Mon
Apr 23 2012 3:00pm

The Great Alan Moore Reread: From Hell, Part 1

Tor.com comics blogger Tim Callahan has dedicated the next twelve months to a reread of all of the major Alan Moore comics (and plenty of minor ones as well). Each week he will provide commentary on what he’s been reading. Welcome to the 26th installment.

On our ongoing Alan Moore timeline, we’re jumping ahead to 1991 for the beginnings of From Hell, his novelistic, serialized retelling of the conspiracy behind the Jack the Ripper murders of a century earlier. Produced with artistic collaborator Eddie Campbell – who had already established himself as a pioneering artist in the field of memoir comics and also dove into iconoclastic mythological retellings for a period — the “From Hell” strip began in the early issues of Steve Bissette’s Taboo anthology.

It bounced from there to small collected editions from Tundra Publishing before continuing on in serialized chunks with Kitchen Sink Press. The massive collected edition of From Hell, which features all the Moore/Campbell chapters plus exhaustive annotations from Moore himself, clocks in at well over 500 pages. Originally published by “Eddie Campbell Comics” and distributed in the U.S. through Top Shelf in 1999, the book has been reprinted under the Top Shelf umbrella ever since.

Even with all the moving around, from publisher to publisher, From Hell feels like a complete, uninterrupted work of graphic narrative. It’s clear on every page that this is not work-for-hire or editorially-directed comic book storytelling. The publisher made no difference at all. This was a work produced at a point in Alan Moore’s career where he could do anything, and this is what happened to interest him. Jack the Ripper was at the core, but the story reaches far beyond the mystery of the Whitechapel murders.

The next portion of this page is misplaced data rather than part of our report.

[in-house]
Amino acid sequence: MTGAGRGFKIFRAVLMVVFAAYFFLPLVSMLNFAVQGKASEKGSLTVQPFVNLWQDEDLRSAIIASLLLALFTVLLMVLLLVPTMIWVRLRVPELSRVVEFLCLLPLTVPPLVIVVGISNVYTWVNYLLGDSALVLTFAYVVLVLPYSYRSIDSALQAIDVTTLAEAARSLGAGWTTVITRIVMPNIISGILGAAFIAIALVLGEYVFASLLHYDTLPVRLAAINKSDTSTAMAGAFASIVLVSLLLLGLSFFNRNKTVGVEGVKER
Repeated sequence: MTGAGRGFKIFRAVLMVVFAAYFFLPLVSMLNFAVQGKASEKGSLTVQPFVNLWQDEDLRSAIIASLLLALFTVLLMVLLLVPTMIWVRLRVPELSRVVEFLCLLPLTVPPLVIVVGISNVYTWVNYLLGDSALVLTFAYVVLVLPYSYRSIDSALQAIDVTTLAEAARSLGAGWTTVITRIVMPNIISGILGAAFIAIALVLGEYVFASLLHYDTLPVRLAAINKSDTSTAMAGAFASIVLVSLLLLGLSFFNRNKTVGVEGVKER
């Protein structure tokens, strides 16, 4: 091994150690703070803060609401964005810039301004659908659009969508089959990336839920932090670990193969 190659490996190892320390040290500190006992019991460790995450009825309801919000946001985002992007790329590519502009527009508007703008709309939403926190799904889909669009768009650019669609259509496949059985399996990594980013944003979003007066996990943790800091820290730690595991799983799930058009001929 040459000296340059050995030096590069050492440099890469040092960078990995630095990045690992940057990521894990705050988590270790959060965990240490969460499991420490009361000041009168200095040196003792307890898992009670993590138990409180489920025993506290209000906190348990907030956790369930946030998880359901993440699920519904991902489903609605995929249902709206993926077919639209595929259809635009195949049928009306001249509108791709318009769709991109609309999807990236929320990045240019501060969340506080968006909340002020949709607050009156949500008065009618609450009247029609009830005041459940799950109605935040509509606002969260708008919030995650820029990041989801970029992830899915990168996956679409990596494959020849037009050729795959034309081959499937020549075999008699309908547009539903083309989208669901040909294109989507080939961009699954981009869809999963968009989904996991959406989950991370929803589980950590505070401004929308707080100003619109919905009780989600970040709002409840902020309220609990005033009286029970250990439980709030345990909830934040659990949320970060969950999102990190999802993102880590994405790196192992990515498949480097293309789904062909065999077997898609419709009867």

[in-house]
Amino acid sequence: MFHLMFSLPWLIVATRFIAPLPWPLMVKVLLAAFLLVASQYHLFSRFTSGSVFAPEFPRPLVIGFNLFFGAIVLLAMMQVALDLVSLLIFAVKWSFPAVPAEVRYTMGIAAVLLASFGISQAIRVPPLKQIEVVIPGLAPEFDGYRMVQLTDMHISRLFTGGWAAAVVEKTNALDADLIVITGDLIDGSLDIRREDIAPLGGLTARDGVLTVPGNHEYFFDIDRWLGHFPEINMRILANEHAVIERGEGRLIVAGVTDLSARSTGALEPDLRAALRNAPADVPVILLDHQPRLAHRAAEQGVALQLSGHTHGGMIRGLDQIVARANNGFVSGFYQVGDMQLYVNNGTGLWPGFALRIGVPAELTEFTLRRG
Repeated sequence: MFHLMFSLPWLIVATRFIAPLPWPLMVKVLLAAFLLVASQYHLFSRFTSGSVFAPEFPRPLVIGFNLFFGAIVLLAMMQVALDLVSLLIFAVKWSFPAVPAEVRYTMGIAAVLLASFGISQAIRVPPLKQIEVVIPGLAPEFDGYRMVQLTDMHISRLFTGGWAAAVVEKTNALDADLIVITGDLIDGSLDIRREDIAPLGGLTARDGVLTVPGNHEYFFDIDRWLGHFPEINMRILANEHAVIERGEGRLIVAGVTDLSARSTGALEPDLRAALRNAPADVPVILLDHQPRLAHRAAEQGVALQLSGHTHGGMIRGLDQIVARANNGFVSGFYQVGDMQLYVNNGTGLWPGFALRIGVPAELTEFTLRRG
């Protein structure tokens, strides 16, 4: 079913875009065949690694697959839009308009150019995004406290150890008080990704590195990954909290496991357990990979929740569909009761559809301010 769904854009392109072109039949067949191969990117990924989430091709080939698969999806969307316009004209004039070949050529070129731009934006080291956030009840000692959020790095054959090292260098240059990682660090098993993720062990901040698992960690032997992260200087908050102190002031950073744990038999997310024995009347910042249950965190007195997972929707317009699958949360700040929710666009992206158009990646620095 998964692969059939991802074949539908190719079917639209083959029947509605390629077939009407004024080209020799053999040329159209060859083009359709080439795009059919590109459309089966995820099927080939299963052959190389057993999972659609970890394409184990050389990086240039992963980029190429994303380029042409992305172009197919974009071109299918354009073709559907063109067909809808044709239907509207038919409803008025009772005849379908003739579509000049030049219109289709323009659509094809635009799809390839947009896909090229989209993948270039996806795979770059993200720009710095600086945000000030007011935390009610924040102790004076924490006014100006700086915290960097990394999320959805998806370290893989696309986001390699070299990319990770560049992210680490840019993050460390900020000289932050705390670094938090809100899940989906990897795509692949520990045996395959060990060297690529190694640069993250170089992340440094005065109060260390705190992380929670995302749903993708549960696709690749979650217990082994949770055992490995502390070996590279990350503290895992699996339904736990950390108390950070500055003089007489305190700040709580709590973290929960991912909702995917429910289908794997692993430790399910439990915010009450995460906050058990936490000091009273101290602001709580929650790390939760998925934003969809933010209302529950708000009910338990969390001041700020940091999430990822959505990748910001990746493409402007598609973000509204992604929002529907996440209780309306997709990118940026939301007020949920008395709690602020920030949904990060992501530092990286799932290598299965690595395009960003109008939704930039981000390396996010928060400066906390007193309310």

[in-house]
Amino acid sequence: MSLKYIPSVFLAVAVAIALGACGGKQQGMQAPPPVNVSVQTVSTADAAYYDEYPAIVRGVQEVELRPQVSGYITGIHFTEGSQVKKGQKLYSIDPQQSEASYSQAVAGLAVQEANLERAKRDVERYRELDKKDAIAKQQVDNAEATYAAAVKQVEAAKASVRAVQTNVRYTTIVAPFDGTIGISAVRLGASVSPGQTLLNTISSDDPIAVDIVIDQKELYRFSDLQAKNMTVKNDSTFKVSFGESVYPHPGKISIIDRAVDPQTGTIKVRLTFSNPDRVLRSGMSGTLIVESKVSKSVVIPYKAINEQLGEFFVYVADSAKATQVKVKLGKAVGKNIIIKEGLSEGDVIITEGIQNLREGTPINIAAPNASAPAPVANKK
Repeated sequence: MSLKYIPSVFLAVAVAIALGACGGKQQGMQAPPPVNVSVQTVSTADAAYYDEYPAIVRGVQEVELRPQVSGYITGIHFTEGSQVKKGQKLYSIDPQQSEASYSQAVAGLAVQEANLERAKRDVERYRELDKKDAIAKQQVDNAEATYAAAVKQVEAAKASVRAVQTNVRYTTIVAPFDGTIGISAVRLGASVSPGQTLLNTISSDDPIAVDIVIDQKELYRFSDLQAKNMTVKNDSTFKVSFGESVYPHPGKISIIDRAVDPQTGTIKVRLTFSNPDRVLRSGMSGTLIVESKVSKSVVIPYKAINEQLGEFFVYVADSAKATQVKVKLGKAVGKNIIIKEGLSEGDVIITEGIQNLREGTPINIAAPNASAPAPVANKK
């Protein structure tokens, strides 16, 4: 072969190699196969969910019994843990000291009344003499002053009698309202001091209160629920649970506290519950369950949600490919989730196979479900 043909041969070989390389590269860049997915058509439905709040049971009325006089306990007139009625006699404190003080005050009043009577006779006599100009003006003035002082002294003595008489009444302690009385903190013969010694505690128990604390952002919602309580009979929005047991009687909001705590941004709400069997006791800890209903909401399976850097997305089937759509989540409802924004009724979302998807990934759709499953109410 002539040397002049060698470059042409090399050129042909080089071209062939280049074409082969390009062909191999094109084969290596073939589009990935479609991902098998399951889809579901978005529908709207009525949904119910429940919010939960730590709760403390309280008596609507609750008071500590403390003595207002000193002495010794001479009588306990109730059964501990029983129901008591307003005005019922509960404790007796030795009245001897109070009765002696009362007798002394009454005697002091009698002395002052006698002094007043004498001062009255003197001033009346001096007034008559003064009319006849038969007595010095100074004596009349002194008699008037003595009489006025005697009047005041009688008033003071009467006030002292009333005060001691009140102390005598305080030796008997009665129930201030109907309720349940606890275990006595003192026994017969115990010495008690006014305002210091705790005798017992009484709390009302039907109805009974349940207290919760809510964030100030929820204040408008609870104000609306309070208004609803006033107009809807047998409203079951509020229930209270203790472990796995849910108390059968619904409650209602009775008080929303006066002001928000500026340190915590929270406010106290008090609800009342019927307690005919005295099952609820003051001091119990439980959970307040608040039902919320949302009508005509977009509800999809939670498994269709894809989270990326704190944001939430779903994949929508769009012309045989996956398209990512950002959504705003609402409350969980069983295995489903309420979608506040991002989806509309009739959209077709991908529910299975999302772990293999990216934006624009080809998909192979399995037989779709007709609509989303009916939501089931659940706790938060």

For my reread, I’ll be using the 1999 collected edition, writing about the first half of it this week and the second half next time. I’ll be honest: From Hell is a particularly challenging Moore work to talk about. It’s a tight package, sure of itself and precise. Out of all of Moore’s major texts, this one is probably the least-discussed, likely for that reason. Or maybe because Moore’s annotations thoroughly answer any lingering questions readers may have had, like nails sealing up its own hermetic casing.

From Hell is top-notch Moore, though, and one of his few comic book works that seems unconcerned with any kind of commercial audience. He leans, here, more than almost anywhere else in his comics, toward the art of the story as a pleasure in itself, rather than as a commentary on other stories. The commentary is still here, but it’s subtle. Until Moore points it out.

 

From Hell, Prologue & Chapters 1-7 (Eddie Campbell Comics, 1999)

Like Watchmen, this is a comic mostly structured as a nine-panel grid, and even though Campbell rarely goes several consecutive pages without expanding one of the panels for emphasis, the underlying architecture remains, and it gives From Hell the steady rhythm of a metronome or a ticking clock.

Campbell’s art, in general, is less traditionally attractive than anyone else Moore had worked with up to this point. There’s a coldness to Campbell’s obsessively scratchy linework, and he’s about as far away from a Dynamic Anatomy/How to Draw Comics the Marvel Way artist as you can get and still be in the realm of comic book art. His characters are forever upright, rigid, and their shifting faces evoke an instability that undermines the stoicism of the whole. It’s impossible to imagine From Hell without Eddie Campbell, which is why the Hughes Brother movie version of this story felt as far afield from its source as the Stanley Kubrick version of Lolita was a distant, alternate reality cousin of Nabokov’s novel.

This is as much Eddie Campbell’s masterpiece as it is Alan Moore’s, it’s just that Moore has more of them to choose from.